Sure! Just like anyone can critique your books and my books (and boy have they!). It’s really that simple, right? In a country that loves to tout it’s freedoms, there’s an abundance of people willing to give you their $0.02. Sometimes that criticism is based in knowledge and understanding. Sometimes it isn’t, but the fact remains that it’s everyone’s prerogative to provide commentary on the written word.
So, mine happens to be about a Man Booker Award winner and the book is The Narrow Road to the Deep North. Let me start out by saying that the book is written very well. The command of language is clear and the author’s ability to describe emotion and conflict is outstanding. Really well done. The story deftly jumps back and forth between present and past and closer past. I was really enjoying it. Then, this historical fiction suddenly became a romance. Was it part of the story? Yes. But, it became so flowery and fanciful that it really pulled me out of the flow.
It hasn’t stopped me reading. In fact, it pushed me to get back to the good stuff and I’m glad I did. Flanagan has a lot to say about life. But, now that I’m 4/5 of the way through, I keep scratching my head about those 3-4 chapters. They’re part of a pivotal plot point, so it’s not like they’re superfluous. It’s the approach I didn’t like. It was the sense that I’d started reading another book in that section and the all-too-obvious ending fell flat.
I started reading this because one reviewer made a comparison to Cormac McCarthy’s The Road, one of my all-time favorites. Doesn’t grip me the way that book did, but it’s still a fine read. It’s subject matter isn’t pleasant though, so be careful. WWII POW slave camps described in every wretched detail. It’s horrific and haunting. If you do happen to read it, or have already read it, let me know if the romance throws you off as it did me.
Christmas is only 3 days away! Can you believe it? 😀
To celebrate the launch of my upcoming YA fantasy novel, I’m giving away 5 signed copies of Danny Dirks and the Heir of Pendragon over at Goodreads. This is a short-term giveaway that wraps up on September 7th, so head on over and sign up. Danny Dirks releases in ebook form on September 1st!
I’m giving away ten (10) signed copies of the paperback version of my pseudonymous suspense/thriller, Divisible by Six, over at Goodreads. Book 2 in a trilogy, Divisible hits the ground running and races to an exciting finish. The fast-paced sequel picks up right where its well-received (avg 4.0 out of 5 stars on Amazon [21 reviews]; avg 3.93 stars out of 5 on Goodreads [44 reviews]) predecessor, Multiples of Six, left off.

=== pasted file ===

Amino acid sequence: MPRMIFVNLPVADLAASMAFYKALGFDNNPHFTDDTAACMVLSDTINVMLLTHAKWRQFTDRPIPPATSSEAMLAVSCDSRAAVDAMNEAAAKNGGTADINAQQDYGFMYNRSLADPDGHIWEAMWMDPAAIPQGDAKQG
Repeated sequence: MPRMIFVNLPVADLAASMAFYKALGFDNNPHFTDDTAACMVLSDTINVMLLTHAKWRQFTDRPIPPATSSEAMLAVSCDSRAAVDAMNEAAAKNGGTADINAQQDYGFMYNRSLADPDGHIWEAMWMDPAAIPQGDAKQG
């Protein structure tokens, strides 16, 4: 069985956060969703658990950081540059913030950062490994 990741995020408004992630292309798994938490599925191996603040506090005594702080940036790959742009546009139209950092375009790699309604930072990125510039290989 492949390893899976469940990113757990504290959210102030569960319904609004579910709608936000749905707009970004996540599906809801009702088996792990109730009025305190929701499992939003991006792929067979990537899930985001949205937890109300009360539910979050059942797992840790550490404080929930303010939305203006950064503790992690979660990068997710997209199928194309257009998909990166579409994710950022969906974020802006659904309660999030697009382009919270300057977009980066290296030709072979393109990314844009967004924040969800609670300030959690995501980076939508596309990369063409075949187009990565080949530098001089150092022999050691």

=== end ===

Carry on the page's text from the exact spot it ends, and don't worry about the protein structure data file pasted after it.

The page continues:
If you’re a self-published author with a paperback, I highly recommend doing a giveaway over at Goodreads. It’s a simple and efficient way to generate interest in your book, and you might just get a review or two from it.
Haven’t heard of Goodreads?! Get thee to Goodreads! It’s a great place to do quiet marketing, be part of a book-loving community, and maybe sell a book or two.
So, by now you might have heard about the whole Slate article kerfuffle over shaming adults for reading YA (ie, young adult) books (I won’t link to it. It doesn’t deserve the added traffic). In response, everyone and their brother has come to the defense of some of the most popular writing of the day. And why not? Just because writing is targeted to a particular audience, doesn’t make it any less poignant if done properly. YA novels are entertaining and typically focus on a time in our lives when we felt most vulnerable.
To be honest, I never read the article. Why? Because I saw through the title for what it was: link bait. I’m going to denounce one of the most popular reading trends of the day. Watch how quickly the hate mail and comments come flooding in. It’ll be our most “popular” article ever! So, I ignored it. Apparently, I was the only one. Sigh! And, I guess I’m not surprised. Should I be more offended about an article that belittles my chosen audience? Perhaps. But, honestly, has that article changed anyone’s mind? Do you now feel shame when reading your YA novel? No, and you shouldn’t. Do you know why? Because the argument fails at its core.
The simple fact is, if you’re reading, you have already won. Reading is good for you. It’s proven. Reading can prevent Alzheimer’s, make you smarter, make you less stressed, and improve your memory, among other things. Read what makes you feel alive. Read what touches your heart and motivates you to be a better you. Read whatever makes you want to keep reading! Whatever you do, don’t ever fall into the trap of believing that reading and shame should ever go hand in hand. Read on.